I spent last week at a workshop on translational ecology with Mark and an impressive group of ecologists, climate scientists, and land managers. At the risk of being incomplete (or potentially introducing a new term for an older idea), I am not going to define that term, but I do want to think a bit more about what seems to be an increasing (or renewed) focus on the role of science in informing policy (which for me usually means natural resource management or conservation, but I’m guessing this discussion extends beyond those realms). Thankfully we (at least some of us) have moved beyond the notion that science does not have a role in determining policy, but I still consistently struggle to determine how to make that actually happen. There has been quite a bit of discussion on the role of science communication and co-production in increasing the impact of science on policy. I agree, for the most part, that these things are necessary for elevating the role of science in the decisions we make. I also do not think they are sufficient. I write this blog trying to make some sense of a series of half-thoughts that have been swirling since last week’s working group.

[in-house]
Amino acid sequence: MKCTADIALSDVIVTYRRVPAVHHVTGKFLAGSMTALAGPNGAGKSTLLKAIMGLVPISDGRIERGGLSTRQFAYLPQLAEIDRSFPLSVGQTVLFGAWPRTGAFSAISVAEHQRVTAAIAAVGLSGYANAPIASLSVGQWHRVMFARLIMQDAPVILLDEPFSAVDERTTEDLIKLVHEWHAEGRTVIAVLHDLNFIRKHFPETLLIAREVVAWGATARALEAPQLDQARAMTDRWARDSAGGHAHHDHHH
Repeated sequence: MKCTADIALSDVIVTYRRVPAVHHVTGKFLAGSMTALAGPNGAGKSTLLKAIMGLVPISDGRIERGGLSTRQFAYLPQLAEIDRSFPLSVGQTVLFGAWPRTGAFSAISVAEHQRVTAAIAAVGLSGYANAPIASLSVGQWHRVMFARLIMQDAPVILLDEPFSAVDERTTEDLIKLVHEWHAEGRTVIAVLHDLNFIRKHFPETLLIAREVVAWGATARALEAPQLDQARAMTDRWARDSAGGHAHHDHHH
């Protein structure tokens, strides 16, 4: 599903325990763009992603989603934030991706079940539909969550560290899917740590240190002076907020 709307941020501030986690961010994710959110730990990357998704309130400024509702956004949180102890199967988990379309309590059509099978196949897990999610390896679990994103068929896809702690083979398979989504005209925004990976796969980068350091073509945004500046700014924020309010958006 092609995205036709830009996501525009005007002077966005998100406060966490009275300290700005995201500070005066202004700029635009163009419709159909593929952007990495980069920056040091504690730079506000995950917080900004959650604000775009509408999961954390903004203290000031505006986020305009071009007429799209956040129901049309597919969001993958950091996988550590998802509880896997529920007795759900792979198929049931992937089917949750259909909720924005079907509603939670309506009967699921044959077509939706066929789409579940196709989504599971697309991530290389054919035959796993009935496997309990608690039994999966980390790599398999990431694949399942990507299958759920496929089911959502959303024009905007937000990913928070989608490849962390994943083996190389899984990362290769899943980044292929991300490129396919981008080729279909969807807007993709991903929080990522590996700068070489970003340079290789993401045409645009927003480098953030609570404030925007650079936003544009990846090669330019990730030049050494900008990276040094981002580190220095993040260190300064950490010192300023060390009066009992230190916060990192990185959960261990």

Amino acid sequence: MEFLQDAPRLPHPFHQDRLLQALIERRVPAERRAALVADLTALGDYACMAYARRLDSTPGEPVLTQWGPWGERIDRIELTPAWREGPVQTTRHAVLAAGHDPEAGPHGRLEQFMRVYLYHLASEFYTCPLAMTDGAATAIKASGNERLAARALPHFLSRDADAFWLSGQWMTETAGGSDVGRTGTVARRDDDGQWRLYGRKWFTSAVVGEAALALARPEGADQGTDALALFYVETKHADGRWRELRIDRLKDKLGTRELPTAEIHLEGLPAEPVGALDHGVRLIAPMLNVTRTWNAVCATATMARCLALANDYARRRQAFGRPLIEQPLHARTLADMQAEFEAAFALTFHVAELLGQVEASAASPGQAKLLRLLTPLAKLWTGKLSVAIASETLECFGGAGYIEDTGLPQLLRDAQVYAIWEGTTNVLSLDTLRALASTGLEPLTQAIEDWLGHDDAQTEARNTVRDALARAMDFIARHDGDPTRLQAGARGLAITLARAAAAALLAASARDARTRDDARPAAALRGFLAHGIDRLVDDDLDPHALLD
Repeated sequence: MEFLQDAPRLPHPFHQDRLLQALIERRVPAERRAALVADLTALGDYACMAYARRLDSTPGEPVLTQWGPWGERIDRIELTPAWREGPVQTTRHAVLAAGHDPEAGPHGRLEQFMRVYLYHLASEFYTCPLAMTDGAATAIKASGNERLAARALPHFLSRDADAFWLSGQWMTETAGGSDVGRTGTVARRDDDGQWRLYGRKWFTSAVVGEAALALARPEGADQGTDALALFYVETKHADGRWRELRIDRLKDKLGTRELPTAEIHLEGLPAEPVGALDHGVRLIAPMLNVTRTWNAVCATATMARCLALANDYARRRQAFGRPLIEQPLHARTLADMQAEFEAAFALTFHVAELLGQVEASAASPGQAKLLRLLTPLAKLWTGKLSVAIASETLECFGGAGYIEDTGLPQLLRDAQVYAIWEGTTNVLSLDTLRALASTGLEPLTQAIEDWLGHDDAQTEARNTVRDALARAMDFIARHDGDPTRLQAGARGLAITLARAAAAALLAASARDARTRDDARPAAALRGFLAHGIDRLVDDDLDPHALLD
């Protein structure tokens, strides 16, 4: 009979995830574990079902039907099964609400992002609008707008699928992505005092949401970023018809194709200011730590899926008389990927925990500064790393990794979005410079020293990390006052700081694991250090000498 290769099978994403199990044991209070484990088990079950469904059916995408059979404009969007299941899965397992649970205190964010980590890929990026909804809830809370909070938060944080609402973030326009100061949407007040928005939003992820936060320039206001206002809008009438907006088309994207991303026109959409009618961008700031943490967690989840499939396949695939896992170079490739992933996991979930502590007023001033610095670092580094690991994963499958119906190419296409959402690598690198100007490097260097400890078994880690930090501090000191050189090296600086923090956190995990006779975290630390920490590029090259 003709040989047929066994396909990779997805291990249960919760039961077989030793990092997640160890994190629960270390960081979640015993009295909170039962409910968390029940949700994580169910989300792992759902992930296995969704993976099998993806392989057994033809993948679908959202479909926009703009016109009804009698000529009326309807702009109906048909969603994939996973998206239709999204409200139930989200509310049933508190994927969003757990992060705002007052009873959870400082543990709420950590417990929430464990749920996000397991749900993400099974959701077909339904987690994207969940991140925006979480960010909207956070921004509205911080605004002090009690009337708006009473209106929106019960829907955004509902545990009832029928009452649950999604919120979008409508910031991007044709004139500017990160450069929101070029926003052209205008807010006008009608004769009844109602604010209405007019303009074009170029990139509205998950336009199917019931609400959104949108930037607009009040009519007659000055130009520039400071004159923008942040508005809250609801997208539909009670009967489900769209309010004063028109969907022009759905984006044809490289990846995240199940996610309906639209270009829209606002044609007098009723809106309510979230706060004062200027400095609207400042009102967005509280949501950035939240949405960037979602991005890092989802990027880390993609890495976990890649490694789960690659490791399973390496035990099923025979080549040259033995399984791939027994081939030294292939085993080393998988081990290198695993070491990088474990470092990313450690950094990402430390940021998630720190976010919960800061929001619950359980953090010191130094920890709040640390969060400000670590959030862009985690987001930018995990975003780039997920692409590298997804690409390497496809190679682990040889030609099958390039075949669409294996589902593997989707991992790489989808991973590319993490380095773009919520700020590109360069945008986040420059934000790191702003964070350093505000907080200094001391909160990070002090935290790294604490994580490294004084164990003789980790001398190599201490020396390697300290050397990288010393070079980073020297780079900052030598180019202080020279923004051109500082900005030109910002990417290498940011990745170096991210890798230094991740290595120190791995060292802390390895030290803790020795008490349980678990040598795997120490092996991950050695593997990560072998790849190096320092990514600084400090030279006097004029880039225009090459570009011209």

I think it is relatively safe to say that as a group we (conservation scientists) are generally poor communicators. We get hung up on uncertainty and complexity and often neglect the simple rules of story-telling. The Twitter-verse is full of resources for people looking to improve their ability to tell compelling stories about their science and connect their work to the public or decision makers acting on behalf of the public. This connection is crucial, but for a story to have an impact it needs a good listener. Improved science communication can help here too by helping improve science literacy in the public and among decision-makers, but that is likely (at least as I’m arguing here) not entirely sufficient.